In the last 12 months 6 new major law changes have been introduced
Major new legal changes have been and will be implemented over the next 12 months.
1. SMOKE & CARBON MONIXIDE ALARMS
New rules were introduced on 1 October 2015 stating that all privately let properties must have a smoke alarm on any living space level and these alarms must be tested before a new tenancy starts.
2. ISSUING EPC AND THE RENT GUIDE TO TENANTS
Tenants must be issued with the EPC and the new government guide HOW TO RENT before a tenancy starts. Failure to do this will result in delays if the landlord needs to evict a tenant.
3. IMMIGRATION STATUS CHECKS RIGHT TO RENT
From 1 February 2016, private landlords must check the immigration status of tenants. This includes reviewing evidence of the tenant’s identity, citizenship, passport or biometric residence permit.
The scheme was piloted in five West Midlands council areas from 1 December 2014 and can now go fully live.
If landlords allow tenants without a so-called ‘right to rent’ to occupy their property, they could face penalties of up to £3,000 per tenant. The new law also applies to people who sub-let or take in lodgers.
4. BUY TO LET MORTGAGE EU CHANGE
Unlike home owners, all buy to let landlords have been able to buy their mortgages in an unregulated section of the mortgage market, until now.
From 21 March 2016 the buy-to-let mortgage market will be split into two: those landlords who take out a buy-to-let mortgage as a “business” operation, i.e., a project to buy a second or more homes to make money; these will remain unregulated.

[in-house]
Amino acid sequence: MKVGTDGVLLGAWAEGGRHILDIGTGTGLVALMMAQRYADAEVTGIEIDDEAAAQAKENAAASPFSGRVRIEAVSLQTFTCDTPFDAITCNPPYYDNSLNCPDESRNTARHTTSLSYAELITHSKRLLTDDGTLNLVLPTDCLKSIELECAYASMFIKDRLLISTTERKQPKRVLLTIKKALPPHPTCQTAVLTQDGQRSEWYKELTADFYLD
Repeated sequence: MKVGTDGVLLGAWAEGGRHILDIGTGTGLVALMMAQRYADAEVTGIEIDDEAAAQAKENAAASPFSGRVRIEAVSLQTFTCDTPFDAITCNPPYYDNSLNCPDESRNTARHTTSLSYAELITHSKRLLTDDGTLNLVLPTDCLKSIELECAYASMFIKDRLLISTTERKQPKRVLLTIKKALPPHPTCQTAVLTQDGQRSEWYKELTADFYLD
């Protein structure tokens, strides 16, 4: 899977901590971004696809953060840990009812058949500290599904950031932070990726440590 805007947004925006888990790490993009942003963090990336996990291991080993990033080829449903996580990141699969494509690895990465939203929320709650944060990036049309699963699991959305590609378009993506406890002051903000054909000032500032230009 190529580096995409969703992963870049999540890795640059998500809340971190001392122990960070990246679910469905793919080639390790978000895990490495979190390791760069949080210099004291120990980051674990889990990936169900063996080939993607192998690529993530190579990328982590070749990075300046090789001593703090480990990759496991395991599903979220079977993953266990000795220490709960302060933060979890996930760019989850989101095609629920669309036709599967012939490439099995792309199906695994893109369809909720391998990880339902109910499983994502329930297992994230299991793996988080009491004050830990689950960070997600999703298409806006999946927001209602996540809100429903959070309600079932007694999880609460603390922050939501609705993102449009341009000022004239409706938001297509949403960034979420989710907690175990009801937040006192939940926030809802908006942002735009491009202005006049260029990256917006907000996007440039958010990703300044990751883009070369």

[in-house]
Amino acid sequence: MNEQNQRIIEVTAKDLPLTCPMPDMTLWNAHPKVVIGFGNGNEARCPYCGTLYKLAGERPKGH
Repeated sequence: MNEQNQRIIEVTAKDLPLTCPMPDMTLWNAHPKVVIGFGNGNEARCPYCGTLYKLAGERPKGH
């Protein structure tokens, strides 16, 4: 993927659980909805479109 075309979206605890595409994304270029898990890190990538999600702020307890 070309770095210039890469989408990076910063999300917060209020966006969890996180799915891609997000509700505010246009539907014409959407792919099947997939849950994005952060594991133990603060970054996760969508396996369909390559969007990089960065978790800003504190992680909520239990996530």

On the other hand, those who rent out their own home as a temporary expedient, such as when they want to work away for a time, or when they can’t sell and want to buy somewhere else, their type of buy-to-let mortgage borrowing will come under the regulatory control of the Financial Conduct Authority (FCA) – it will be classed as a consumer mortgage as opposed to as business one.
5. STAMP DUTY INCREASE ON 2ND PROPERTIES
Anyone purchasing a second home will have to pay a 3 per cent surcharge on top of the normal rates of stamp duty from April 1st this year, and the final policy will be confirmed in the budget on March 16th. The government justifies the tax changes by the fact that they will use the money raised to help build new homes.
The extra 3% may not sound too catastrophic, but it actually will treble the stamp duty bill on a £275,000 buy-to-let from £3,750 to £12,000.
6. TAX RELIEF
Another change that will hit buy-to-let investors is tax relief for individual landlords who will be restricted to the 20% basic rate of tax. This will be phased in from 6 April 2017 until relief is completely restricted to the basic rate by 2020/21.
Islay Robinson, chief executive officer of Enness Private Clients, a high value mortgage brokerage, explains: “Landlords will no longer be able to deduct the cost of their mortgage interest from their rental income when calculating a profit on which to pay tax. Ensuring the maths works out correctly on every new purchase is essential, as the tax relief you are able to claim on monthly interest repayments has reduced compared to the existing 45% – regardless of your personal top tax rate. For higher-rate tax payers, this means effectively paying tax on mortgage interest, in addition to the interest itself.”